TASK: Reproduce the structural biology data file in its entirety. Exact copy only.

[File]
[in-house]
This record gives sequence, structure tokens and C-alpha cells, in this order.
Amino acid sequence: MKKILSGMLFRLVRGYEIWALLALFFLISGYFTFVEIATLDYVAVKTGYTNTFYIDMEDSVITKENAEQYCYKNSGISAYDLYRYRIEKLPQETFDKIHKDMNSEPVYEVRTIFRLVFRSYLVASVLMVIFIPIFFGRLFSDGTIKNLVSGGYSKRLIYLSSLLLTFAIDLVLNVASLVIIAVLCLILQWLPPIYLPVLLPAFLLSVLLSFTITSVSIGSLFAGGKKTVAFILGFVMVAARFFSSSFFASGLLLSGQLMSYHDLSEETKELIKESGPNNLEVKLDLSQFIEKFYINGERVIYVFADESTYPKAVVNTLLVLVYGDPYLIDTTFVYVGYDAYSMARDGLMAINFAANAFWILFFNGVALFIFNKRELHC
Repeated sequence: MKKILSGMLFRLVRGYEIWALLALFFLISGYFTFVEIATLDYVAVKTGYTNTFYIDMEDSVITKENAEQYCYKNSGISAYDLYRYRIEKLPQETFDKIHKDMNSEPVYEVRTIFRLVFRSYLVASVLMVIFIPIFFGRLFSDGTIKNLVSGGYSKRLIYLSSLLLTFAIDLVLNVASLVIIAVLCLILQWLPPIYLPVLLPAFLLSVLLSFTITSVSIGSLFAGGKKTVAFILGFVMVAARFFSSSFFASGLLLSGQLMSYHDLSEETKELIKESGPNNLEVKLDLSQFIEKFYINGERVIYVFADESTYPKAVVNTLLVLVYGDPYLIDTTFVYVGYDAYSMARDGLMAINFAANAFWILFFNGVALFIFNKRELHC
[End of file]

[in-house]
This record gives sequence, structure tokens and C-alpha cells, in this order.
Amino acid sequence: MKKILSGMLFRLVRGYEIWALLALFFLISGYFTFVEIATLDYVAVKTGYTNTFYIDMEDSVITKENAEQYCYKNSGISAYDLYRYRIEKLPQETFDKIHKDMNSEPVYEVRTIFRLVFRSYLVASVLMVIFIPIFFGRLFSDGTIKNLVSGGYSKRLIYLSSLLLTFAIDLVLNVASLVIIAVLCLILQWLPPIYLPVLLPAFLLSVLLSFTITSVSIGSLFAGGKKTVAFILGFVMVAARFFSSSFFASGLLLSGQLMSYHDLSEETKELIKESGPNNLEVKLDLSQFIEKFYINGERVIYVFADESTYPKAVVNTLLVLVYGDPYLIDTTFVYVGYDAYSMARDGLMAINFAANAFWILFFNGVALFIFNKRELHC
Repeated sequence: MKKILSGMLFRLVRGYEIWALLALFFLISGYFTFVEIATLDYVAVKTGYTNTFYIDMEDSVITKENAEQYCYKNSGISAYDLYRYRIEKLPQETFDKIHKDMNSEPVYEVRTIFRLVFRSYLVASVLMVIFIPIFFGRLFSDGTIKNLVSGGYSKRLIYLSSLLLTFAIDLVLNVASLVIIAVLCLILQWLPPIYLPVLLPAFLLSVLLSFTITSVSIGSLFAGGKKTVAFILGFVMVAARFFSSSFFASGLLLSGQLMSYHDLSEETKELIKESGPNNLEVKLDLSQFIEKFYINGERVIYVFADESTYPKAVVNTLLVLVYGDPYLIDTTFVYVGYDAYSMARDGLMAINFAANAFWILFFNGVALFIFNKRELHC